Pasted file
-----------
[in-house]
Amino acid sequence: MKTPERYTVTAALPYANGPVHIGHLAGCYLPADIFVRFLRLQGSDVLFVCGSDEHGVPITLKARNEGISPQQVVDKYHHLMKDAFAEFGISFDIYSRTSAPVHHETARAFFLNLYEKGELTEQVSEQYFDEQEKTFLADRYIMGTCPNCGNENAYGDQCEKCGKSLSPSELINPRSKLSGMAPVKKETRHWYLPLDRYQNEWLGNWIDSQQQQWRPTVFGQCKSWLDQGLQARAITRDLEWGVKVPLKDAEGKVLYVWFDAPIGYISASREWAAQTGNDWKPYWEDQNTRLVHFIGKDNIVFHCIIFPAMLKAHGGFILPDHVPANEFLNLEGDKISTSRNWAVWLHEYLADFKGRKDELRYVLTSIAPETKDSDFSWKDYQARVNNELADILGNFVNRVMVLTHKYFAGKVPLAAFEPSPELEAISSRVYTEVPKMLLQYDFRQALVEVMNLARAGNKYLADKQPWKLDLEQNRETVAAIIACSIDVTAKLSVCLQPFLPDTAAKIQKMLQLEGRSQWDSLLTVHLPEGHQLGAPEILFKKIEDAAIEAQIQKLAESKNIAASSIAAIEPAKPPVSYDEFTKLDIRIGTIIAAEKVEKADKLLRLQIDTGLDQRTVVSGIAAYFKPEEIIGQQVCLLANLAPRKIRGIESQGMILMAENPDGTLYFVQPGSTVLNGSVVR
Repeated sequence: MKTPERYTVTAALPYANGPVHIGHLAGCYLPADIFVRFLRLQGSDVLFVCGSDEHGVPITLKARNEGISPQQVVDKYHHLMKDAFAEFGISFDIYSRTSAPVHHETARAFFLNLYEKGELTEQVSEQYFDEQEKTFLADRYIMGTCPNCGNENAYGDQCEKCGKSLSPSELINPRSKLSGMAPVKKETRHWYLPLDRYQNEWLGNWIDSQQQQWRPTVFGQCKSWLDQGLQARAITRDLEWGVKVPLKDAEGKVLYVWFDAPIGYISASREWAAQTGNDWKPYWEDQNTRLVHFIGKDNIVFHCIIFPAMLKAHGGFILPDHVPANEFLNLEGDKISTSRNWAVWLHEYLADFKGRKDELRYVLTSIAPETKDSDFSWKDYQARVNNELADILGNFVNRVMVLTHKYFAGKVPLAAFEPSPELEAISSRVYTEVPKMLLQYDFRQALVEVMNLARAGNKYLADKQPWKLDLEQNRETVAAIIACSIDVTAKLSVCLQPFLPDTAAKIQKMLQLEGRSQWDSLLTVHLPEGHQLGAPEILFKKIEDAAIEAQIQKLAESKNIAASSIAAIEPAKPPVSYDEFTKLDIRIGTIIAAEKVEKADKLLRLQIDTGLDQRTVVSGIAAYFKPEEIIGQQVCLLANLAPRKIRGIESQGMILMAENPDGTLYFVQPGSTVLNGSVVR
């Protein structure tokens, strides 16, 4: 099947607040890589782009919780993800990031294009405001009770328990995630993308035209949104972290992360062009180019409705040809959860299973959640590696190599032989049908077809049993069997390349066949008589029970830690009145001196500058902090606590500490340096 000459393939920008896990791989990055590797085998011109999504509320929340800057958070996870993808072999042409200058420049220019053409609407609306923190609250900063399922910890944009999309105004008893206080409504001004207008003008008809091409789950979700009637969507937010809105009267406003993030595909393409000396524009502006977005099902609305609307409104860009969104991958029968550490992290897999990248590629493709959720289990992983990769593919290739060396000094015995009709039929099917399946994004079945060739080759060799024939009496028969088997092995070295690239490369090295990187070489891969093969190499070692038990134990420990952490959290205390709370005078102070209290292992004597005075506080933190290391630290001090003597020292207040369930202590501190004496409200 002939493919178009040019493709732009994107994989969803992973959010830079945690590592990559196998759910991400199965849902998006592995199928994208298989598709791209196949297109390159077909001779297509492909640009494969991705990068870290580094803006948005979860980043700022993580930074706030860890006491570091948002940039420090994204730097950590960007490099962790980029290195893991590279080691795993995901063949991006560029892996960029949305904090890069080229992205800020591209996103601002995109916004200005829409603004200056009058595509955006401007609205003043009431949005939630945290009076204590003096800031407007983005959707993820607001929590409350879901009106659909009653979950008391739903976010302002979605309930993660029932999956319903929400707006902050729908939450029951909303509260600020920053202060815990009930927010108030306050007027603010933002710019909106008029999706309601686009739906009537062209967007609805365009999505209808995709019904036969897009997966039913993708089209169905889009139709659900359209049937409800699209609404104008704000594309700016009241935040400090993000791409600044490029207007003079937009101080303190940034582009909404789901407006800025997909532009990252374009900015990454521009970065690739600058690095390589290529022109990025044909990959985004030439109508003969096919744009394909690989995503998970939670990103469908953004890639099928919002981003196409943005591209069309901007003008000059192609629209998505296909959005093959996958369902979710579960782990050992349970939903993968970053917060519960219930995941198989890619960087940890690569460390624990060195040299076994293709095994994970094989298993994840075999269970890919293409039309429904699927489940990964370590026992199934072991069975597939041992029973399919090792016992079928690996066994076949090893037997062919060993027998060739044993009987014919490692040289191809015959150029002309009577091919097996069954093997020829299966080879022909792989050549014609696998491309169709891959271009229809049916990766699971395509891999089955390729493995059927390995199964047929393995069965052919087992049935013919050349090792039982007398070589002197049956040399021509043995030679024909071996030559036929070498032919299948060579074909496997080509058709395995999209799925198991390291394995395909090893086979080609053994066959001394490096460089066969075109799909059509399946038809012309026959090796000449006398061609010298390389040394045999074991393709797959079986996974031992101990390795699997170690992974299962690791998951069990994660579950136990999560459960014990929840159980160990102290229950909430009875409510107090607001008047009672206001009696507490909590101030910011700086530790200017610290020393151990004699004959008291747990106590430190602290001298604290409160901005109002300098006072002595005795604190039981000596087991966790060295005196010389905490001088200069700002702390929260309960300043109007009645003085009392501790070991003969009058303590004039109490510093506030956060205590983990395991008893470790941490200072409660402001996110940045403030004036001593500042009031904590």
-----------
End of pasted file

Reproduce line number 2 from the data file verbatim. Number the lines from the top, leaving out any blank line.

Amino acid sequence: MKTPERYTVTAALPYANGPVHIGHLAGCYLPADIFVRFLRLQGSDVLFVCGSDEHGVPITLKARNEGISPQQVVDKYHHLMKDAFAEFGISFDIYSRTSAPVHHETARAFFLNLYEKGELTEQVSEQYFDEQEKTFLADRYIMGTCPNCGNENAYGDQCEKCGKSLSPSELINPRSKLSGMAPVKKETRHWYLPLDRYQNEWLGNWIDSQQQQWRPTVFGQCKSWLDQGLQARAITRDLEWGVKVPLKDAEGKVLYVWFDAPIGYISASREWAAQTGNDWKPYWEDQNTRLVHFIGKDNIVFHCIIFPAMLKAHGGFILPDHVPANEFLNLEGDKISTSRNWAVWLHEYLADFKGRKDELRYVLTSIAPETKDSDFSWKDYQARVNNELADILGNFVNRVMVLTHKYFAGKVPLAAFEPSPELEAISSRVYTEVPKMLLQYDFRQALVEVMNLARAGNKYLADKQPWKLDLEQNRETVAAIIACSIDVTAKLSVCLQPFLPDTAAKIQKMLQLEGRSQWDSLLTVHLPEGHQLGAPEILFKKIEDAAIEAQIQKLAESKNIAASSIAAIEPAKPPVSYDEFTKLDIRIGTIIAAEKVEKADKLLRLQIDTGLDQRTVVSGIAAYFKPEEIIGQQVCLLANLAPRKIRGIESQGMILMAENPDGTLYFVQPGSTVLNGSVVR